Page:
The auspicious motifs and decorations conveyed by the present lot would have suggested it was part of a screen possibly adorning palace rooms and chambers, such as the setting of Chonghuagong, Hall of Double Brilliance in the Forbidden City, Beijing, as part of the Kang bed-stove, illustrated in The Complete Collection of Treasures of the Palace Museum: Furniture of the Ming and Qing Dynasties (II), Hong Kong, 2002, pp.305, pl.258.

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A rare cloisonné enamel tripod incense burner and a cover, ding, Qianlong periodEstimate £20,000 - 30,000 (€28,000 - 42,000). Photo: Bonhams.

Superbly enamelled, flanked at the sides by a pair of upright bracket handles, the main band of the body decorated with geometric strapwork patterns alternating with gilt round bosses, above a wide frieze of gui dragons and blades enclosing lotus blooms and foliage, the cover with further strapwork designs below bands of ruyi heads and lappets surrounding a gilt-metal openwork finial decorated with a four-clawed dragon writhing amongst vaporous clouds.Overall 34.5cm (13 1/2in) high (2). 

Provenance: a European private collection and thence by descent 

Notes: The form and the decorations of the present lot have been inspired by archaic bronzes from the Shang and Zhou dynasties. The shape of the vessel derives from food vessels,ding used in ritual ceremonies during the Zhou dynasty; whilst stylised gui dragon are popularly seen as decorative motives on archaic bronze vessels as early as the Shang dynasty.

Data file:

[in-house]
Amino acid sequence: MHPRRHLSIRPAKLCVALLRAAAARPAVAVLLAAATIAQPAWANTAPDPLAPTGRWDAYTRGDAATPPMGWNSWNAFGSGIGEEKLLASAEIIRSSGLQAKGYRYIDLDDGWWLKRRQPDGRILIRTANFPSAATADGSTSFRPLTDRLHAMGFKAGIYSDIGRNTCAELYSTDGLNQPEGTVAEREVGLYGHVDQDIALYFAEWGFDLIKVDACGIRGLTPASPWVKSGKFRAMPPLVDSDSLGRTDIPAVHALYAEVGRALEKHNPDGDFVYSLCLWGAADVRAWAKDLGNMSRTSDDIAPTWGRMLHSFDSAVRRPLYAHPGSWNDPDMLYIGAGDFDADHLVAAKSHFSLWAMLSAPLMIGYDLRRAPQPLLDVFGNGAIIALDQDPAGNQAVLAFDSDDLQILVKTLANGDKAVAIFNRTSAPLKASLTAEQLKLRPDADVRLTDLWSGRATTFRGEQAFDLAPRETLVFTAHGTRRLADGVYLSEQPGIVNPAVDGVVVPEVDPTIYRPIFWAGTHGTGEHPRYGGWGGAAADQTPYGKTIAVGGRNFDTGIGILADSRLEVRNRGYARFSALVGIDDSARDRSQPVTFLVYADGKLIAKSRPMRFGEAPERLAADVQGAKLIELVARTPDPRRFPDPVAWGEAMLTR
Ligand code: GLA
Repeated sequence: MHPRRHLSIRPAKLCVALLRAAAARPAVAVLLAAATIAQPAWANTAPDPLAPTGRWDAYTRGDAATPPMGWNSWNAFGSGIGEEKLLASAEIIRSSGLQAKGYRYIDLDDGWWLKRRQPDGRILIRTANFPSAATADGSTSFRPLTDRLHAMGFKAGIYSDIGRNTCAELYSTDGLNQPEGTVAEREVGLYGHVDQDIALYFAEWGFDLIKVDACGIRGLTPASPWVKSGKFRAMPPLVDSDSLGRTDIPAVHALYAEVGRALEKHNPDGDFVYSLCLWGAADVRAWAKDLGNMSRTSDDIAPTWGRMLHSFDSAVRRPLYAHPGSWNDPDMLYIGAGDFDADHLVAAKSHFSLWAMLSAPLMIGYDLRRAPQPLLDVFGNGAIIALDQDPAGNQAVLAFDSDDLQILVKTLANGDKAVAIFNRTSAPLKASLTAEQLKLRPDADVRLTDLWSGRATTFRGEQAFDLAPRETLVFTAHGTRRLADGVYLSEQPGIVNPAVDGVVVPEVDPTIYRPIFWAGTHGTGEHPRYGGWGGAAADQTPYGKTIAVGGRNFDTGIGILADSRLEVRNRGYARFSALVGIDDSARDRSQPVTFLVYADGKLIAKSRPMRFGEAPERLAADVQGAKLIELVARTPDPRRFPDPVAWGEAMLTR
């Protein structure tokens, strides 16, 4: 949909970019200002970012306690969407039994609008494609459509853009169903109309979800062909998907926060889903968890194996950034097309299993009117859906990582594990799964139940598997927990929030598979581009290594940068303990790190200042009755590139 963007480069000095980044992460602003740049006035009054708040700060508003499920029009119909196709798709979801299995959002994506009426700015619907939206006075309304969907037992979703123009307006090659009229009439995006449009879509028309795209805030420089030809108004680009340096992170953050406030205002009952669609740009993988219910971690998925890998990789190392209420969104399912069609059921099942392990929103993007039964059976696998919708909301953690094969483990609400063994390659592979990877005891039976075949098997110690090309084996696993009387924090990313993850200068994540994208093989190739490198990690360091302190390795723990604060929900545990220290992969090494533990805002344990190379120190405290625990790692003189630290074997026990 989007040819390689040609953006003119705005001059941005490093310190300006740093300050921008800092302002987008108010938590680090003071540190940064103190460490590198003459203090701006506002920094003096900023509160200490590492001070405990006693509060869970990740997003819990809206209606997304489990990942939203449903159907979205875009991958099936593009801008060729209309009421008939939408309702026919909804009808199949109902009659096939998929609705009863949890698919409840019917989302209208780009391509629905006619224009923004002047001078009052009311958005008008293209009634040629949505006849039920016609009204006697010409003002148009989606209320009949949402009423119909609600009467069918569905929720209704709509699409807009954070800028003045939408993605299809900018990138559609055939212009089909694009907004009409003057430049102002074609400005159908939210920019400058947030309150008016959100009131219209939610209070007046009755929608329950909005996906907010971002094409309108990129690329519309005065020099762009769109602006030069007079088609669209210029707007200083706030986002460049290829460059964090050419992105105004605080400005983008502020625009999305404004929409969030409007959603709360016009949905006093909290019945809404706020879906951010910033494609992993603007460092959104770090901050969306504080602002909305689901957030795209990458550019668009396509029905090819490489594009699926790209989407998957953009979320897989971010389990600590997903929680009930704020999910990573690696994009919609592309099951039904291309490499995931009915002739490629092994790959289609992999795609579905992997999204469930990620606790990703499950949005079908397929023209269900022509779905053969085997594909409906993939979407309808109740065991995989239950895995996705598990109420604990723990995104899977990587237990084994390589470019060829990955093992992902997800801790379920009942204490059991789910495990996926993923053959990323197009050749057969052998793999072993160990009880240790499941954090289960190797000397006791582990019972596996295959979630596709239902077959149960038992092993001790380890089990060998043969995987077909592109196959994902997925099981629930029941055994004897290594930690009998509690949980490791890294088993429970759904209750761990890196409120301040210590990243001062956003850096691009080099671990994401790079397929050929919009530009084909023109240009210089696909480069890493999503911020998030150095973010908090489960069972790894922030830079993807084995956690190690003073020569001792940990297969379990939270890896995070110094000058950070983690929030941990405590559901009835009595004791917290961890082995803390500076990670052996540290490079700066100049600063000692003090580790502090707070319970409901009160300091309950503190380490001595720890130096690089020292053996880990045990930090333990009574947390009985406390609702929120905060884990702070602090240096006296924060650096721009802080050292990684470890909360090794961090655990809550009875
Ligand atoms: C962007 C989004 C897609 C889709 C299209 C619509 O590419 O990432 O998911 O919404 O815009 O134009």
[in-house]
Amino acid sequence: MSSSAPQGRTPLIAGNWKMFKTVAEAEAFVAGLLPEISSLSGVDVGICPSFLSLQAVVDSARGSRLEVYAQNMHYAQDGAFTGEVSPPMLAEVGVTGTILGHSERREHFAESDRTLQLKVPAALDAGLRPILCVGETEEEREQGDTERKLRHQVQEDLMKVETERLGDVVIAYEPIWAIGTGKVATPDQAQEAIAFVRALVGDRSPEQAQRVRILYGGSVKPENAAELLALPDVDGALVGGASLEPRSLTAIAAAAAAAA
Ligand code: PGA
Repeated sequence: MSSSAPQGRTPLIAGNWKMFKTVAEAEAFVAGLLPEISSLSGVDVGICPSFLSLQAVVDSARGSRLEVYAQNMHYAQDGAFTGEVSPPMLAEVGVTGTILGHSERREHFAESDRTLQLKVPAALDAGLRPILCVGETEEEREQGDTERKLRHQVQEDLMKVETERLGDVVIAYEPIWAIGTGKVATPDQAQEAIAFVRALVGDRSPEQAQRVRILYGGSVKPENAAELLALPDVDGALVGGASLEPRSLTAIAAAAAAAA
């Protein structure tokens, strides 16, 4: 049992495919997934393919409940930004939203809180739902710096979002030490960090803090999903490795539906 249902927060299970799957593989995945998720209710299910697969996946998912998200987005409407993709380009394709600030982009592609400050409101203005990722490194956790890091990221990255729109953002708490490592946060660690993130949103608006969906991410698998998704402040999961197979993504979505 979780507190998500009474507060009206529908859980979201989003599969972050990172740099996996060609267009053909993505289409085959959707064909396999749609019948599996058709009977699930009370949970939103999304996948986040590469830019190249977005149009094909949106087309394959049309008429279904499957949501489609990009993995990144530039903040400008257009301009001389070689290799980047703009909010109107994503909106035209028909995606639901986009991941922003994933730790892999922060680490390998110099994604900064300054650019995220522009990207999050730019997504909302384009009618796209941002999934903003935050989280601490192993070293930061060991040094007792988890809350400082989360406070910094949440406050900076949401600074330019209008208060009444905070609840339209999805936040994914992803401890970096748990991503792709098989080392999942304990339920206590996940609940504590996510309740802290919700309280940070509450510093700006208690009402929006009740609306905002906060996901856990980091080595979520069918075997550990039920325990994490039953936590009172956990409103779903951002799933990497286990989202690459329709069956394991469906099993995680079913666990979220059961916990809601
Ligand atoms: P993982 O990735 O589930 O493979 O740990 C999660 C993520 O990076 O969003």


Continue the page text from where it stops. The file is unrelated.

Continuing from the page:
The Qianlong emperor actively admired the simplicity of archaic forms and decorative motifs used in antiquity. Instructions and orders were given by the emperor, who would monitor and comment on designs submitted by the court craftsmen. His personal taste and preference strongly influenced the art productions of the period, as seen in the present lot. 

Compare with a related cloisonné enamel tripod incense burner and cover, gui, Qianlong, in the Victoria & Albert Museum, London, museum no.13-1894. A further example, mid-Qing dynasty, is illustrated in Compendium of Collections in the Palace Museum: Enamels 3, Cloisonné in the Qing Dynasty (1644-1911), Beijing, 2011, pl.187.